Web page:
3. Implementation Selection, acquisition, production and assembly/integration of the necessary components of the system 3. Implementation Selection, acquisition, production and assembly/integration of the necessary components of the system For systems that require software development, translating the conceptual design into specific software instructions to accomplish the work. Implications: o A U o Can’t purchase off-the-shelf software until you’ve analyzed the requirements Can’t build an application until you’ve designed 19

4. Testing Test Types: • UNIT TESTING: each part of the system works well 4. Testing Test Types: • UNIT TESTING: each part of the system works well individually • SYSTEM TESTING: all the parts of the system work well together • REGRESSION TESTING: new parts of the system work well with the existing system • ACCEPTANCE (USER) TESTING: By users and/or clients • BLACK BOX TESTING: Testing if the system does what is supposed to, per requirements specifications, without inspecting the internals of the system • CLEAR BOX TESTING: Inspecting and testing the internals (e. g. , code inspections) of the system (opening the black box) Implication: o A U Analysis artifacts (e. g. , use cases) can be used for testing (e. g. , acceptance and black box testing with “test cases”) 20

5. Conversion (i. e. , Installation) Important Conversion Issues: • CONVERSION PLAN: Schedule for 5. Conversion (i. e. , Installation) Important Conversion Issues: • CONVERSION PLAN: Schedule for conversion • DOCUMENTATION: Description of how system works • USER TRAINING Conversion Methods: • PARALLEL: Old & new run simultaneously • DIRECT CUTOVER: Risky conversion to new system • PILOT: Introduce first in one area, domain, location • PHASED: Implement the system in stages Implication: o A U Analysis artifacts (e. g. , use cases) can be used to develop user manuals and other system documentation 21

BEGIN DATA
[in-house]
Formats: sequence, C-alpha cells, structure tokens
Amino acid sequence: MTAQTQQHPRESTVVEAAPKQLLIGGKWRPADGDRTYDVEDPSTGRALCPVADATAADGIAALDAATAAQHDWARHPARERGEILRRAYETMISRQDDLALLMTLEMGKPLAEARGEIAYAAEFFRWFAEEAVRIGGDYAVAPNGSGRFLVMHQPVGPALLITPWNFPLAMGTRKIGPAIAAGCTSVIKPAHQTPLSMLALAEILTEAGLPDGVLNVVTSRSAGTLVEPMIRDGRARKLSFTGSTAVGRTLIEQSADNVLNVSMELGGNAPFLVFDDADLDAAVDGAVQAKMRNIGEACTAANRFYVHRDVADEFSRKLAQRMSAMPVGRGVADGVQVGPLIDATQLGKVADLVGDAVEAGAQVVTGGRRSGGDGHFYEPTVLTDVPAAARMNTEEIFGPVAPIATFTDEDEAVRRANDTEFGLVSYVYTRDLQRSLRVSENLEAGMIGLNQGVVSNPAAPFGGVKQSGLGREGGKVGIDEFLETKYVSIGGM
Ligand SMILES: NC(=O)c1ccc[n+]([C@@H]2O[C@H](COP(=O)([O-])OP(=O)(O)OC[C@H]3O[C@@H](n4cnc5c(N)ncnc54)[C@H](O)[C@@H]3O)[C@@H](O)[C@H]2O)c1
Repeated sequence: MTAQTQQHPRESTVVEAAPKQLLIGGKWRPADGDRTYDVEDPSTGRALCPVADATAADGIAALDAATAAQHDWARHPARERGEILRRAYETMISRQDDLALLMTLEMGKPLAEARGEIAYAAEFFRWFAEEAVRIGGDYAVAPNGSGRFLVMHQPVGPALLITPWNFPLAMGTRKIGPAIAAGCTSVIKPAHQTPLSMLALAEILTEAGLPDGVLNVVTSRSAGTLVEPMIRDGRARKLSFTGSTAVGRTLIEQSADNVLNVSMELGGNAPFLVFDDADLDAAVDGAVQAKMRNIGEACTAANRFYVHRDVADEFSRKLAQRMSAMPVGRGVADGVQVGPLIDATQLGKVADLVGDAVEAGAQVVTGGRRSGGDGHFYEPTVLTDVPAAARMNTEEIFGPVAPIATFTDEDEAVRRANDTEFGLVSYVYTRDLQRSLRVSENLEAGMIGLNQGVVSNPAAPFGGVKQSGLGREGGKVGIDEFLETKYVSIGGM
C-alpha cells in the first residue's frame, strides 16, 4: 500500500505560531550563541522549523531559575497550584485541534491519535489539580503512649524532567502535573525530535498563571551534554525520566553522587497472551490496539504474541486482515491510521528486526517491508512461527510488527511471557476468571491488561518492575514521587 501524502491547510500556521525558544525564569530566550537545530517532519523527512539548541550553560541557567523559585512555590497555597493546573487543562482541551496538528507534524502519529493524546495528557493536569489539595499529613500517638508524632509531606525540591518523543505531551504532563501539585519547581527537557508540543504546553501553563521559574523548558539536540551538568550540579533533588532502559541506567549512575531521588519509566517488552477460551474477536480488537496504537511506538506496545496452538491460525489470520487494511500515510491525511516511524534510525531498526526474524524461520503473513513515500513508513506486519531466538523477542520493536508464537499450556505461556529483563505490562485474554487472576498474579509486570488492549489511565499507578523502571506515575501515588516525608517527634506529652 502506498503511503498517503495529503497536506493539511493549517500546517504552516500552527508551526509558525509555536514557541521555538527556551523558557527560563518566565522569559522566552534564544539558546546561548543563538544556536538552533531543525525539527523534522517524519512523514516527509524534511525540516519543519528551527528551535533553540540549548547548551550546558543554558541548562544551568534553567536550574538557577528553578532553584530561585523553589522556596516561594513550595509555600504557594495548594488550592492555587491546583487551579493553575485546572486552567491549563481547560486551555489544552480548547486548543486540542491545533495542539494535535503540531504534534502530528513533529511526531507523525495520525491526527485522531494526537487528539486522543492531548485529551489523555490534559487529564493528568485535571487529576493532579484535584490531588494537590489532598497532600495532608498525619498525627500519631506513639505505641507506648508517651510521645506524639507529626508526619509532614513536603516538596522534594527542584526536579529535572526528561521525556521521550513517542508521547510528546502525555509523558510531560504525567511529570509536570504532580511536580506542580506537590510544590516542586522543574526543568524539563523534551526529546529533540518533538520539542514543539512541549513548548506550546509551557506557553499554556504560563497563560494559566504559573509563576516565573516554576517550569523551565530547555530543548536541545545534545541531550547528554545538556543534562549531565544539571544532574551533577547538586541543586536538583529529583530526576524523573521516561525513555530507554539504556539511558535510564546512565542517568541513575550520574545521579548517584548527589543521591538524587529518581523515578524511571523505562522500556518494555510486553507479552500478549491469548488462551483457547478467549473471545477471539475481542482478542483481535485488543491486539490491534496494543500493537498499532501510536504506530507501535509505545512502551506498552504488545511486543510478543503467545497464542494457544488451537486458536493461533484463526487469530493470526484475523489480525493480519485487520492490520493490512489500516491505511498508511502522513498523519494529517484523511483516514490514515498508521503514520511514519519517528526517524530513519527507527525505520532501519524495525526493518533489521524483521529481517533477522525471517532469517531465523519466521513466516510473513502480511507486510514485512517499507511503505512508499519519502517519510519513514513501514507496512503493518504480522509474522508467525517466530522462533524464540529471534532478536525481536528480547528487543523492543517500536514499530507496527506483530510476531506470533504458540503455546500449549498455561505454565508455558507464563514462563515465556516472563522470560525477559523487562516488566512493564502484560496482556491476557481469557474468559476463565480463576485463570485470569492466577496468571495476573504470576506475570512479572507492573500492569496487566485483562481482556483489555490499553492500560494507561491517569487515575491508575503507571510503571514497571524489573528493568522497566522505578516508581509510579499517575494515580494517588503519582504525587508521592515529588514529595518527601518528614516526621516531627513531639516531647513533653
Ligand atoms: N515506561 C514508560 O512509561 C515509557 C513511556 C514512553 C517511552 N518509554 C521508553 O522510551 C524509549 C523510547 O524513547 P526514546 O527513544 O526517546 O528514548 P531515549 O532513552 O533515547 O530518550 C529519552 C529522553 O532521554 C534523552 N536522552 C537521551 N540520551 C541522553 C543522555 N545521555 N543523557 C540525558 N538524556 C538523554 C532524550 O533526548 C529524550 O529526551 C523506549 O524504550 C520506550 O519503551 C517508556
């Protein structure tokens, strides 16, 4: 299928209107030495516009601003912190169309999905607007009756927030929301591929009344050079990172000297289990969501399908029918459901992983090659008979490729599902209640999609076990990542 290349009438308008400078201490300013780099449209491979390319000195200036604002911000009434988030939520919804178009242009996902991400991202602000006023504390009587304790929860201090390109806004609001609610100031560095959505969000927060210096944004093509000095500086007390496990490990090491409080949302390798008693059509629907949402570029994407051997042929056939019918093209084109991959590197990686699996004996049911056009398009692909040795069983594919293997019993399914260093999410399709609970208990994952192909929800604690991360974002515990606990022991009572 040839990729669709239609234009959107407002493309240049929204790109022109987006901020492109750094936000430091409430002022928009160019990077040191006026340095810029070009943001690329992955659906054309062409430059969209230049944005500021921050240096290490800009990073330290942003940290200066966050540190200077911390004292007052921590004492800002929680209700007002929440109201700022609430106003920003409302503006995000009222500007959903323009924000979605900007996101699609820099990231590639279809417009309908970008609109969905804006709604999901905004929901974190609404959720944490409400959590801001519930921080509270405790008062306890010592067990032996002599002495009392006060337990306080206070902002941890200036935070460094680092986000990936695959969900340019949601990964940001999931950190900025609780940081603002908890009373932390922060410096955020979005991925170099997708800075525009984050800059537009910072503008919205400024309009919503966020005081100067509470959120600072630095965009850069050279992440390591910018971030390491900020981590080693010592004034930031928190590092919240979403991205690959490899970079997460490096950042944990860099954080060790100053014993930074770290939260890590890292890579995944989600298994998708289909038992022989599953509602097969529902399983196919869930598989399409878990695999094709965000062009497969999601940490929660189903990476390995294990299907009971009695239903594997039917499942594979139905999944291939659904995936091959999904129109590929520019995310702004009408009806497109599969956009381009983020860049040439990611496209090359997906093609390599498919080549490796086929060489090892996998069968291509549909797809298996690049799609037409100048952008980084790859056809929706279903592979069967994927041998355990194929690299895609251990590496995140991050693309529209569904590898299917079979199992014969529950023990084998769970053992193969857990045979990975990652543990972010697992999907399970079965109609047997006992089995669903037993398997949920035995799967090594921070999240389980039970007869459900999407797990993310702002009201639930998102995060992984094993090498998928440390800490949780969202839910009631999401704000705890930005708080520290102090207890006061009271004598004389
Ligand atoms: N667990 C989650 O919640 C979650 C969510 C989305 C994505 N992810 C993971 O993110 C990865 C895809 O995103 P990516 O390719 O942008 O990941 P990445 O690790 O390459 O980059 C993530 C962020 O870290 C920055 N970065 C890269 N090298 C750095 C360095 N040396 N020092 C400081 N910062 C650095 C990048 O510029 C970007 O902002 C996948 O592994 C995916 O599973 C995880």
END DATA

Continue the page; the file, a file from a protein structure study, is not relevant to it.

6. Production & Maintenance • PRODUCTION: Review by users & operators User support • 6. Production & Maintenance • PRODUCTION: Review by users & operators User support • MAINTENANCE: Upgrades Bug fixes Implication: o A U o Requirements are not static, they evolve over time Features are always added and discontinued 22

EFFORT DISTRIBUTION Maintenance Testing & Integration A U Systems Analysis & Design Implementation 23 EFFORT DISTRIBUTION Maintenance Testing & Integration A U Systems Analysis & Design Implementation 23

Systems Development Models • Linear Sequential Models System development progresses in a straight line Systems Development Models • Linear Sequential Models System development progresses in a straight line fashion • Evolutionary Models System development is done in iterations A U 24

System Development Life Cycle (SDLC) or the “Waterfall” Model (Linear Sequential) Analysis True Waterfall System Development Life Cycle (SDLC) or the “Waterfall” Model (Linear Sequential) Analysis True Waterfall Design Implementation Testing and Conversion In reality A U Production & Maintenance 25

SDLC (“Waterfall”) Model Pros & Cons Pros: • Oldest and most widely used model SDLC (“Waterfall”) Model Pros & Cons Pros: • Oldest and most widely used model • Life cycle concept is very useful • OK when requirements are certain and stable Cons: • Early errors detected late are very costly • Not very useful when requirements are uncertain • Many real projects rarely follow a sequential flow • Often difficult to know all requirements early on • Programmers have to wait until the whole design is finished A U 26